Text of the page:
About three years ago, on my way to the bathroom in our offices late on a grey, dismal Friday afternoon, I was fortunate enough to stumble upon a very welcome sight: my good friend Katie Freeman (also a contributor to this website) with an open bottle of red wine and a half finished glass in her hand as she busily and efficiently went to town on the emails filling her inbox.

“Um, Katie what are you doing?”

“It’s been a long week. I thought I’d celebrate the weekend with a glass of wine.”

“Are you gonna drink the whole thing?” (My not-subtle way of asking if I could partake in her brilliant idea.)

“I hope not.”

“Okay, I’m hitting the bathroom and then I’m coming to join you.”

It was the most historic and fateful sentence I would ever utter with the word “bathroom” in it.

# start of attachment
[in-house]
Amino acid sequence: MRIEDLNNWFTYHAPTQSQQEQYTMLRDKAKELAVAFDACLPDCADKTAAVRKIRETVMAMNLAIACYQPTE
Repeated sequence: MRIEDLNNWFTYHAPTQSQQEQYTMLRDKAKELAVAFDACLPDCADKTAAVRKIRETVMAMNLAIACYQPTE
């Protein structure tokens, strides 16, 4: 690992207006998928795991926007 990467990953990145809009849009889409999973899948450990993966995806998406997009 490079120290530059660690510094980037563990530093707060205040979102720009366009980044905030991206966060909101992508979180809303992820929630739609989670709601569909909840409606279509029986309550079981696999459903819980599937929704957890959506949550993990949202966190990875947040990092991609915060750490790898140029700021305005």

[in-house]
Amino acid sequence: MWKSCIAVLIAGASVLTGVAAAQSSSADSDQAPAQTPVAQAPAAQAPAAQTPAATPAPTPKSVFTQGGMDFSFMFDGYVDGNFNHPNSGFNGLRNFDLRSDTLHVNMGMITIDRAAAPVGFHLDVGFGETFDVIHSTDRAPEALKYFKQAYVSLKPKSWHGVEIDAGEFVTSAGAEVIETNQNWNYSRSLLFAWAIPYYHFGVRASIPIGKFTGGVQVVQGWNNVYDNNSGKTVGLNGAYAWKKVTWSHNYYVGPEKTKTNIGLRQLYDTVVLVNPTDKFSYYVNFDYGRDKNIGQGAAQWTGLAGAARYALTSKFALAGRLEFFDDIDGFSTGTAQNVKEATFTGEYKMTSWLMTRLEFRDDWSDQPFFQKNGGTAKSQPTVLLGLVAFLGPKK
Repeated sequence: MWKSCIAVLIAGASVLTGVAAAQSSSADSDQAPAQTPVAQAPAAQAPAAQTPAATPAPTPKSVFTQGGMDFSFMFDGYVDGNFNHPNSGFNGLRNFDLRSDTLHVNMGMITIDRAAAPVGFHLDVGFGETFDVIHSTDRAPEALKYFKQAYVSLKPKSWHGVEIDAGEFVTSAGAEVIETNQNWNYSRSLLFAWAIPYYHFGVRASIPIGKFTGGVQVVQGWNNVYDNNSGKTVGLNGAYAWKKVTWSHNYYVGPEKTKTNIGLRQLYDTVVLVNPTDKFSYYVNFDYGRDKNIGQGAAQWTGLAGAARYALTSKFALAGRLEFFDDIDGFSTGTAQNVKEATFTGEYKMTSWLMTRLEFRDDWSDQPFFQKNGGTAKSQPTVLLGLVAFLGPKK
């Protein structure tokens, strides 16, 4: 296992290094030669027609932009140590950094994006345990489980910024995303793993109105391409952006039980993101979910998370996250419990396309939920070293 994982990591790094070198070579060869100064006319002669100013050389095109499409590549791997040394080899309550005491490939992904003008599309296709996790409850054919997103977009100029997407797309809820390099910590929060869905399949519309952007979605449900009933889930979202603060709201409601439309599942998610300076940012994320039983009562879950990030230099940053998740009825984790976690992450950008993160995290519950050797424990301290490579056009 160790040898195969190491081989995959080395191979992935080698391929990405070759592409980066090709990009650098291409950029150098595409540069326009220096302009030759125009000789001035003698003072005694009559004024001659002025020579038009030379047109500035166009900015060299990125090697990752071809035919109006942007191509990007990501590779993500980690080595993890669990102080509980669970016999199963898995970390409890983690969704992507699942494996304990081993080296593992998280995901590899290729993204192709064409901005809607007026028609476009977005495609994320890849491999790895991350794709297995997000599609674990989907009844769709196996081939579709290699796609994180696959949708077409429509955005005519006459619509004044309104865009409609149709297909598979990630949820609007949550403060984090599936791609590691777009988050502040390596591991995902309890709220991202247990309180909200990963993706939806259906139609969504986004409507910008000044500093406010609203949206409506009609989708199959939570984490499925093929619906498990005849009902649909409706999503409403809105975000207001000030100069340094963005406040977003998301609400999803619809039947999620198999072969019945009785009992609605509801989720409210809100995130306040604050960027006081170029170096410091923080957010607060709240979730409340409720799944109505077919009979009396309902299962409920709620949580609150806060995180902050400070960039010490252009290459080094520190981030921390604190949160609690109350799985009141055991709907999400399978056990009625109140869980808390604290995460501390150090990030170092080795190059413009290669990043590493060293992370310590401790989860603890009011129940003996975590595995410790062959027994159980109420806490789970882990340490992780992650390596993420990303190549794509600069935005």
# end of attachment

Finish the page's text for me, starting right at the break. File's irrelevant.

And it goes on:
Maybe it was because of the positioning of her office (smack dab in the route to the bathroom, right at the corner of a bend that made it difficult not to peak into her office as you were passing); maybe it was that Katie was friendly with everyone here, from the mail guys to our fearless leaders; maybe it was because of how cozy and warmly decorated her office was; maybe it was because she just kept buying wine. Whatever the reason, Katie’s office quickly became home to the beloved tradition of gathering with co-workers every Friday afternoon, ready to celebrate the dusk of a week hard-worked.